Much of the carhouse is devoted to those inspections, with the cars passing through stations in which major systems — propulsion, braking, doors, lights, heating, and cooling — are examined and adjusted.
Other space is for emergencies. On this day, car 01276 was up on a lift, so one of its bulky air-conditioning compressors could be fixed for the evening rush after a morning failure.
Throughout the carhouse, old bumps against new.
Employees receive messages on flatscreen displays and clock in and out with a hand-scanner — then work on archaic trains. Where new cars are microprocessor-driven, these have scores of cam-driven relays that open and close when the motorman turns a dial in the cab, determining how much power to feed into the traction motor.
“One broken wire can cause . . . another relay not to pick up, which could end up burning up four motors,” said foreman Tom McHale, pointing out an array of wires, relays, and switches that must work in concert. One failure can kill a car’s motor, forcing other cars on the train to work harder, taxing their components and grinding the train to a halt.
Nearby, a pile of dusty parts — control boards for operator’s cabs, auxiliary locks to keep doors closed in motion, electromagnetic pressure switches to open them when trains are stopped — sat heaped on pallets.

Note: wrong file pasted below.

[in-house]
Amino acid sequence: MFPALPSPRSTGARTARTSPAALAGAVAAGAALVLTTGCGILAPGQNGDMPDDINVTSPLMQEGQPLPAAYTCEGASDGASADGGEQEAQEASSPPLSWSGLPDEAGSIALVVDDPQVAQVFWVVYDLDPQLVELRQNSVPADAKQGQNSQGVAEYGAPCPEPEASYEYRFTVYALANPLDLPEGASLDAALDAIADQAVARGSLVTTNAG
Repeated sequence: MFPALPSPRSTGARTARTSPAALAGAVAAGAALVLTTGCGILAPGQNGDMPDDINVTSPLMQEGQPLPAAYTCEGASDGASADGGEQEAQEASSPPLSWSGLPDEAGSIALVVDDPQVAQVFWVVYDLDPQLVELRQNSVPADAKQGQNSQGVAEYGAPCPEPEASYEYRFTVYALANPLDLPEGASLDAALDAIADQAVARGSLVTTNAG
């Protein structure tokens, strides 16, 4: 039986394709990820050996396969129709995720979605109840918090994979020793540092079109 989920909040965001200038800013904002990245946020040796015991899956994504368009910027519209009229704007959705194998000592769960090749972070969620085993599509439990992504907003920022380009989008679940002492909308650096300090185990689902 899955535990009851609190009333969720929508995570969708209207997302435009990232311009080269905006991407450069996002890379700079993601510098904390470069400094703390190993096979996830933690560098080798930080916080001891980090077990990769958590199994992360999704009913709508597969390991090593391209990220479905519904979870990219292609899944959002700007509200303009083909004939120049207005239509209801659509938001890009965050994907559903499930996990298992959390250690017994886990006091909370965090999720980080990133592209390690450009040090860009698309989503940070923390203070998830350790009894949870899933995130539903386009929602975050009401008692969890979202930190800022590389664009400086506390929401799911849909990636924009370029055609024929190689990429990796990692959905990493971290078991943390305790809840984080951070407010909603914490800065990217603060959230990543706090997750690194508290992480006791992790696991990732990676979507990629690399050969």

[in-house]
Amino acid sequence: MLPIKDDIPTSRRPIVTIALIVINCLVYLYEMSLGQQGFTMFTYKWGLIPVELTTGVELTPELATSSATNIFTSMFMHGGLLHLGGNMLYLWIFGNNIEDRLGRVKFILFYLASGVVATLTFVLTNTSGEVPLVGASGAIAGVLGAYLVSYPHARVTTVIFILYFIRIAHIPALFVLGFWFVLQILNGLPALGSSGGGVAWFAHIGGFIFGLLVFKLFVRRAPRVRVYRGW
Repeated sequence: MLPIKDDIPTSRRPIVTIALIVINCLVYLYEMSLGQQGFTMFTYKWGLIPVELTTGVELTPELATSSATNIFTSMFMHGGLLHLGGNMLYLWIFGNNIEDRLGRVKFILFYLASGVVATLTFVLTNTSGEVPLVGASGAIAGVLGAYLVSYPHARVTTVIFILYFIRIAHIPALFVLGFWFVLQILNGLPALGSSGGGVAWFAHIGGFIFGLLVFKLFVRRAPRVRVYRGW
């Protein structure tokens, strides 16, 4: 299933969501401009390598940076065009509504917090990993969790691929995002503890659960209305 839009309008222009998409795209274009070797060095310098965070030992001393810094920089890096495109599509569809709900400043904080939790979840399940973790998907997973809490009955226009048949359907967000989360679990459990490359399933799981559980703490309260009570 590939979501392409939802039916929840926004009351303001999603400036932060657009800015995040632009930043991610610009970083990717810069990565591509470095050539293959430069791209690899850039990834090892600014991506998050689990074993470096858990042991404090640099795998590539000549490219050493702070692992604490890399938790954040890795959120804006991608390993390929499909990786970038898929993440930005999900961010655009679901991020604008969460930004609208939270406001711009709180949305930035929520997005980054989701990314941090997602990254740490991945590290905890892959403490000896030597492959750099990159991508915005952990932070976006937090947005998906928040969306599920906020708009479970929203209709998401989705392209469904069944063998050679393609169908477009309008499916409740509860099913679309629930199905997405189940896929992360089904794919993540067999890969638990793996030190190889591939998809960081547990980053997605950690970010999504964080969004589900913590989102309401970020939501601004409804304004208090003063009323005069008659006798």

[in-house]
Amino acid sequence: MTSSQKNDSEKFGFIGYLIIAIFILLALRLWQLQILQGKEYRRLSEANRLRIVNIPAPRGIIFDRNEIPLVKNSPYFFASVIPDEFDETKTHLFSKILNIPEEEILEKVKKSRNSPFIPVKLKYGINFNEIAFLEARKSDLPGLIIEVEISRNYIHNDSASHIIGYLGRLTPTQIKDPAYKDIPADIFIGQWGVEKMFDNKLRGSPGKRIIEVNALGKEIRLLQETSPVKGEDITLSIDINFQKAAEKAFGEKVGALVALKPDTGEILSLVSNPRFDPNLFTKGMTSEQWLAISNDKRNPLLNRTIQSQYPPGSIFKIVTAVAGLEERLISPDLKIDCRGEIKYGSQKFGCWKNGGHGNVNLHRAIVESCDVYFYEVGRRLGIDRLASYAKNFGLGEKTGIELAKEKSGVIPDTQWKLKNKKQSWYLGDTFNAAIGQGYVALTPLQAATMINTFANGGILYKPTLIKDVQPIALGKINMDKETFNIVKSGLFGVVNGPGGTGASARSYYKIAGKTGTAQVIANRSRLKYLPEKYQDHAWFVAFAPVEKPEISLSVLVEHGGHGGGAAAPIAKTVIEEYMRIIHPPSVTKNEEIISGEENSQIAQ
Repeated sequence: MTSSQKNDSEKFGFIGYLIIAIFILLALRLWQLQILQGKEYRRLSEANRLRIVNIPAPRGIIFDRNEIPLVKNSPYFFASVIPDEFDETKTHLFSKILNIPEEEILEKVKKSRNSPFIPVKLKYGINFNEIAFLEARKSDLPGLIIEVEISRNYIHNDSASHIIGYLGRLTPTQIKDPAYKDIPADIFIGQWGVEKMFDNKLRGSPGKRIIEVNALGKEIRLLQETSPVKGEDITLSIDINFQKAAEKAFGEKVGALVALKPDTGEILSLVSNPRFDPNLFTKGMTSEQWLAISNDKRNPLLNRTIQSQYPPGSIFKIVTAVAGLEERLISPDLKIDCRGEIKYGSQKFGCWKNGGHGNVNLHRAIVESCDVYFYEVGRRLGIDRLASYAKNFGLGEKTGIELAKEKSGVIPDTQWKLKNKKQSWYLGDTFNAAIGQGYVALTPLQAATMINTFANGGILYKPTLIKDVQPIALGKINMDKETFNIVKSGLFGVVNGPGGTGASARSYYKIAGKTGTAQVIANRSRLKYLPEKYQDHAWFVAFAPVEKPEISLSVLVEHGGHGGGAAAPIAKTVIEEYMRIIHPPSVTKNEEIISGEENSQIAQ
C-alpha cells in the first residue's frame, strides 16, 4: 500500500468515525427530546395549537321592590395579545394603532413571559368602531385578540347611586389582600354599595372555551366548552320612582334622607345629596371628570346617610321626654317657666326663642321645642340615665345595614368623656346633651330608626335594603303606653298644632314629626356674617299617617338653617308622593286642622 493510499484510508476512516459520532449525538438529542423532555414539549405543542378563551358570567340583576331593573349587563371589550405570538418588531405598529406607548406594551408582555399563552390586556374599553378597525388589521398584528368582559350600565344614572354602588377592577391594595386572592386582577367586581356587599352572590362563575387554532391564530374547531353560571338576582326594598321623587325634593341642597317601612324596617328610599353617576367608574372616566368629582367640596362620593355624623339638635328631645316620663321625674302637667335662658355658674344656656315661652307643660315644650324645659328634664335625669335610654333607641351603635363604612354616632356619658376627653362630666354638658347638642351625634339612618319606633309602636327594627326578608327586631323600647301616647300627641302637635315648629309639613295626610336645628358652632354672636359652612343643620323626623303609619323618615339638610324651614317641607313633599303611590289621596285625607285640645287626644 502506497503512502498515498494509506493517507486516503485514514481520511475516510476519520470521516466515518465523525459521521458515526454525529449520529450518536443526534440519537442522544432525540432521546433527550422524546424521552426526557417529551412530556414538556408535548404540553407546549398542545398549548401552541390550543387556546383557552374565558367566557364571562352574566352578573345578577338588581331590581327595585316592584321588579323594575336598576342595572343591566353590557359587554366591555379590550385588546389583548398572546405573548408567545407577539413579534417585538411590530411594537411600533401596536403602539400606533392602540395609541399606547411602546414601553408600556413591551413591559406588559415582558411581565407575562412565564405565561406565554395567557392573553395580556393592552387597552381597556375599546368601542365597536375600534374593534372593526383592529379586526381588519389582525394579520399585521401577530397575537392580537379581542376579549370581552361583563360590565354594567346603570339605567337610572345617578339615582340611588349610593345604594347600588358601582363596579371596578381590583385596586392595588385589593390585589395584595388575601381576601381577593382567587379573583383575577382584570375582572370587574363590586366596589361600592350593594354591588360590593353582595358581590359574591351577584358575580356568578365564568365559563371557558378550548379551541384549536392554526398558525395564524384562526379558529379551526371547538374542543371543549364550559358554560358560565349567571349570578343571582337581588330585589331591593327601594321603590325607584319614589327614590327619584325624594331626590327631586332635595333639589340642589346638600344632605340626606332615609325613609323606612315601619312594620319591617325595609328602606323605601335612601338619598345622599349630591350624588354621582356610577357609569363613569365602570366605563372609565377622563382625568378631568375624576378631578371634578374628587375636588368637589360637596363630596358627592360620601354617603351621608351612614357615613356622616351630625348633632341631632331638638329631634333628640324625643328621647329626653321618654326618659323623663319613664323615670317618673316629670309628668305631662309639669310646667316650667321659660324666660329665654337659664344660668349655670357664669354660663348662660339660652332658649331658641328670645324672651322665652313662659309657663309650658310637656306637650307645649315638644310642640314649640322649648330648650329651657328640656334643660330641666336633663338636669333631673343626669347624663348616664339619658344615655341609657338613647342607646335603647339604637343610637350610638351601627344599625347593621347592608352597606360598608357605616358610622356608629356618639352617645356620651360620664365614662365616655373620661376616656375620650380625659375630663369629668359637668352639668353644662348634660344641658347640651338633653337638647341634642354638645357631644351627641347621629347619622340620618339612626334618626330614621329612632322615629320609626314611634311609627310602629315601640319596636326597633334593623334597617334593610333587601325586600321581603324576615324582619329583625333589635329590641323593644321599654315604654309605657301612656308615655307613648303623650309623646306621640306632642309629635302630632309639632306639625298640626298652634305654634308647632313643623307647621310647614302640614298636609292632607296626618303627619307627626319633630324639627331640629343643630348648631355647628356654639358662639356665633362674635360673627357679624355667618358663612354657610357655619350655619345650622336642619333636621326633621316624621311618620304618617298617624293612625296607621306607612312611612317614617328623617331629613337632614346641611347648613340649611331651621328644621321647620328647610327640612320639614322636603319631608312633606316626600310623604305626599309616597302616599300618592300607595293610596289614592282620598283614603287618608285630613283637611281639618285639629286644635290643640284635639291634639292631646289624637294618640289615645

They were salvaged from the Blue Line fleet, fully replaced from 2007 to 2009 at roughly $200 million.
Those Blue Line cars, stubbier versions of these Orange Line trains, were built in the same era by the same manufacturer, Hawker-Siddeley, using many of the same subcontracted components.
“Great train,” Keeffe said.
Indeed, these are the same ones that ran on the elevated Orange Line, a dim memory of old Boston that gave way to the Southwest Corridor subway in 1987.
Purchased largely with a grant from Jimmy Carter’s administration, they must remain in service through the end of the decade, coaxed along by the carhouse team.
Keeffe studied the parts, not just out of production but built by companies that no longer exist.
“It’s worth nothing in scrap,” he said. “And it’s worth [everything] to us.”